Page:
Amulet for protection against the evil eye
Objets de vertu
circa 1550 - circa 1650
Gold, enamel and crystal
32 mm (Width); 693 mm (Length)
Place of origin
SpainOrder this image
Anglesey Abbey, Cambridgeshire (Accredited Museum)
On show at
Crystal, gold, enamel, an amulet for protection against the evil eye, Spanish or Southern Italian, c. 1550-1650. An amulet in the form of a clenched right hand, the thumb and first finger curling to form the 'mano fico' gesture, a silver ring on the first finger. Mounted onto a gold sleeve enamelled white and green, with a frilly cuff and rectangular panels, the ground in white enamel and raised flower designs in green enamel and plain gold. Suspension loop.
This beautiful and refined amulet shows a mano fica, with the thumb held within the curled index and middle fingers. The Italian phrase 'mano fica' literally translates as ‘hand fig’, the word 'fico' for fig being slang in Italian for the female genitals. The gesture, which alludes to heterosexual intercourse, can therefore be used in a vulgar and offensive manner, but its principal use, as here, was for protection against the evil eye. In earlier centuries, the notion was widespread that the power of the evil eye resided in certain unlucky individuals, known in Italian as 'jettatori' (‘throwers’). The evil eye was often generated by envy and was believed especially to harm forces of generation - nursing mothers, milking animals fruit-bearing trees, male sperm. This belief goes back as far as Roman times, when the fig sign (manu ficu) was made by heads of families in order to ward off evil spirits. Mano fica talismans are known from ancient times and from various civilisations, but have always been especially popular in the Mediterranean region (Liselotte Hansmann and Lenz Kriss-Rettenbeck, Amulett und Talisman. Erscheinungsform und Geschichte, Munich 1977, pp, 258-59, figs. A640-56). Amulets such as the example at Anglesey Abbey were often given to children to wear. An example in jet, in the Ashmolean Museum, Oxford, is recorded in the 1656 catalogue of the Tradescant collection, Tradescant’s Rarities, as ‘A Hand of Jet usually given to Children, in Turky, to preserve them from Witchcraft.’ (Arthur MacGregor, ed., Tradescant’s Rarities. Essays on the Foundation of the Ashmolean Museum 1683, with a Catalogue of the surviving early Collections, Oxford 1983, pp. 249-51, no. 190, fig. 55). There is another seventeenth-century one in the Museo Regionale Pepoli in Trapani made in coral, with the hand carved with a sleeve (Maria Concetta Di Natale and Vincenzo Abbate, eds., Il Tesoro Nascosto. Gioie e Argenti per la Madonna di Trapani, exh. cat., Museo Regionale Pepoli, Trapani 1995, p. 140, no. I.45). The amulets were especially popular in Spain, where they were known as higa [per na ser vaidas] (W.L. Hildburgh, ‘Images of the Human Hand as Amulets in Spain’, Journal of the Warburg and Courtauld Institutes, 18 (1955), pp. 67-89, esp. 79ff.), and were the most-used type of protective amulet among all levels of society (Letizia Arbeteta, La Joyería Española en los Museos Estatales, de Felipe II a Alonso XIII, Madrid 1998, p. 92, no. 20). There is a Spanish 16th-century example in the British Museum, made of ivory and wearing two rings, mounted in filigree enamelled gold (Inv. BEP 1941.1007.1. Hugh Tait, ed., Seven Thousand Years of Jewellery, London 1986, p. 212, fig. 525.). A closely similar example in rock crystal, with a gold mount in the form of a frilly cuff, has been tentatively called German, but seems more probably Spanish (Hansmann and Lenz-Rettenbeck, p. 320, fig. A640). A sixteenth-century rock crystal and gold example in the Museo Lazaro Galdiano is close to the design drawing for a higa by the Barcelona goldsmith Pera Estivill, from c. 1580 (Priscilla E. Muller, Jewels in Spain 1500-1800, New York 1972, p. 69, figs. 94-95). Such objects continued to be made through the succeeding centuries and into modern times; another rock crystal hand in the Museo Nacional de Antropologia is dated to c. 1800 (La Joyería Española, no. 20). Higa amulets can be seen worn in portraits of grand Spanish children, for example a portrait from 1602 of the Infanta Ana (Anne of Austria, 1601-1666) by Juan Pantoja de la Cruz, in the Monastero de las Descalzas Reales in Madrid, shows the infant, bedecked with reliquaries and amulets, including a higa suspended from her waist (Tait 1986, p. 213, fig. 528). Jeremy Warren 2018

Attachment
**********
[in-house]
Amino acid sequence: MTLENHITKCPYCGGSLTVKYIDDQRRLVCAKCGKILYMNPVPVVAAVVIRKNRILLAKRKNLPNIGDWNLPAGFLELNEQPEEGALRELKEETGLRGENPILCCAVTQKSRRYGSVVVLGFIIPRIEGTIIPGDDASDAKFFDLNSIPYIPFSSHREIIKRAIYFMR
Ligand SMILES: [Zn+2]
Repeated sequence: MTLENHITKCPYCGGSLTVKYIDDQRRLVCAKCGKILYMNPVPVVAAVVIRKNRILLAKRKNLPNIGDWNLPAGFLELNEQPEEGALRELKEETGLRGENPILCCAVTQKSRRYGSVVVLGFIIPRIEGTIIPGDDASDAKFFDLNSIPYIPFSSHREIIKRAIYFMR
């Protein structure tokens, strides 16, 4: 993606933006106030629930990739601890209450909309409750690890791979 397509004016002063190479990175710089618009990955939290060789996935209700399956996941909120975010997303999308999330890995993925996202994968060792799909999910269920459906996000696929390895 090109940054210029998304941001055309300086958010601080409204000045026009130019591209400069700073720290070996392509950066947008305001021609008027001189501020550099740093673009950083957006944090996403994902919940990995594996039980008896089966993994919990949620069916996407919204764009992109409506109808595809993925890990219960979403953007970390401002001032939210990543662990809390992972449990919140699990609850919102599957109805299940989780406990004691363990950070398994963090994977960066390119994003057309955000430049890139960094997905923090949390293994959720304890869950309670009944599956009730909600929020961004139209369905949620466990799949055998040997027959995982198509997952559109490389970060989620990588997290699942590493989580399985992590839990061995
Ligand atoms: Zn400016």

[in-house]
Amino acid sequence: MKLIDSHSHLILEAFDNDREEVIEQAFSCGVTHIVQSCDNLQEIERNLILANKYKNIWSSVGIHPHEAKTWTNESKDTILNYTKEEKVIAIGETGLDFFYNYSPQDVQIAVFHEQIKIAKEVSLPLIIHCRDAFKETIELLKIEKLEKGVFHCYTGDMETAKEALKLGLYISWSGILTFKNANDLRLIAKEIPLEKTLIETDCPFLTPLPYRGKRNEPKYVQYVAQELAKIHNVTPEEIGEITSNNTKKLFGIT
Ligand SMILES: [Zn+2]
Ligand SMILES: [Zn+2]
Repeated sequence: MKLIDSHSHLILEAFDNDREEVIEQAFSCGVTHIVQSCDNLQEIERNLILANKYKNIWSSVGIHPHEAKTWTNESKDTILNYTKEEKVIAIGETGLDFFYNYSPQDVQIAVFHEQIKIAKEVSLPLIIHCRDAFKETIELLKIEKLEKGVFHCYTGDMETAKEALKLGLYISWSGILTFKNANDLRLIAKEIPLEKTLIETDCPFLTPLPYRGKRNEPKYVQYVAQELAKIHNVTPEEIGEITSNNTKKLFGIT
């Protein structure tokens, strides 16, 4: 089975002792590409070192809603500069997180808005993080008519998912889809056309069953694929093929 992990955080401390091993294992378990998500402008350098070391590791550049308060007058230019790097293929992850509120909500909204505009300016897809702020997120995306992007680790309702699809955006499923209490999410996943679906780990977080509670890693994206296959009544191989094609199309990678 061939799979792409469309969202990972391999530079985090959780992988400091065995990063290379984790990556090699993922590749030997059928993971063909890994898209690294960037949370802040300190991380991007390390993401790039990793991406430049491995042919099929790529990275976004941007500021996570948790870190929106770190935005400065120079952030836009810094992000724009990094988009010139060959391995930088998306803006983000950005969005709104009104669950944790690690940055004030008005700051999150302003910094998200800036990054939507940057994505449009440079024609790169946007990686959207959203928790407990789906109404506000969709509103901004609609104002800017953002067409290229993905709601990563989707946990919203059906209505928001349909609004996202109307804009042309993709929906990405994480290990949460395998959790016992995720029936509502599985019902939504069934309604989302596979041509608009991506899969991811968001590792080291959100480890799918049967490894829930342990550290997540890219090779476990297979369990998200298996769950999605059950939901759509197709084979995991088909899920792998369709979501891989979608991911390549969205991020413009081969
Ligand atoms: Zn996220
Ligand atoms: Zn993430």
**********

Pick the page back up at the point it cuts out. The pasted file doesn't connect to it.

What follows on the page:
Purchased by Urban Huttleston Rogers Broughton, 1st Lord Fairhaven (1896-1966) from David Black on 19 August 1949, ‘A Crystal and Gold Renaissance Hand. Italian 1560’ for £65; bequeathed 1966 to the National Trust by Lord Fairhaven with the house and the rest of the contents.
Anglesey Abbey, The Fairhaven Collection (The National Trust)